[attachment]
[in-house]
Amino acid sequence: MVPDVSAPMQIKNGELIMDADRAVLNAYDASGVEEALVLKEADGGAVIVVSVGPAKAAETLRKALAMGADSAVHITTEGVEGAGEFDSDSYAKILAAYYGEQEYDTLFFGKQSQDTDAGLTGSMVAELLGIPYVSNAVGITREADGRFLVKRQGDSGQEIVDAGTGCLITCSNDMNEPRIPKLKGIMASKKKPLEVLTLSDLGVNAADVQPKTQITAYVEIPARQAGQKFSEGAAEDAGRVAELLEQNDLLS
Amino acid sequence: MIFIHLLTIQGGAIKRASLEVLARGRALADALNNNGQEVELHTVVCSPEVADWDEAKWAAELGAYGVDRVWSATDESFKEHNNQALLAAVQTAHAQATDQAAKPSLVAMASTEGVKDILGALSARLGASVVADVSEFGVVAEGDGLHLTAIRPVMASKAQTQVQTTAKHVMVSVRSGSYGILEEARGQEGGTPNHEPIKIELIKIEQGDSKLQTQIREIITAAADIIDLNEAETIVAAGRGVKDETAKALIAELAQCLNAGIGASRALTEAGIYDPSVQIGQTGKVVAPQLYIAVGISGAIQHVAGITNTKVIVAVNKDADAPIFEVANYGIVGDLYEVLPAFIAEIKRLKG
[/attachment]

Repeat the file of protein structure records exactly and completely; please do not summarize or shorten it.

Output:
[in-house]
Amino acid sequence: MVPDVSAPMQIKNGELIMDADRAVLNAYDASGVEEALVLKEADGGAVIVVSVGPAKAAETLRKALAMGADSAVHITTEGVEGAGEFDSDSYAKILAAYYGEQEYDTLFFGKQSQDTDAGLTGSMVAELLGIPYVSNAVGITREADGRFLVKRQGDSGQEIVDAGTGCLITCSNDMNEPRIPKLKGIMASKKKPLEVLTLSDLGVNAADVQPKTQITAYVEIPARQAGQKFSEGAAEDAGRVAELLEQNDLLS
Amino acid sequence: MIFIHLLTIQGGAIKRASLEVLARGRALADALNNNGQEVELHTVVCSPEVADWDEAKWAAELGAYGVDRVWSATDESFKEHNNQALLAAVQTAHAQATDQAAKPSLVAMASTEGVKDILGALSARLGASVVADVSEFGVVAEGDGLHLTAIRPVMASKAQTQVQTTAKHVMVSVRSGSYGILEEARGQEGGTPNHEPIKIELIKIEQGDSKLQTQIREIITAAADIIDLNEAETIVAAGRGVKDETAKALIAELAQCLNAGIGASRALTEAGIYDPSVQIGQTGKVVAPQLYIAVGISGAIQHVAGITNTKVIVAVNKDADAPIFEVANYGIVGDLYEVLPAFIAEIKRLKG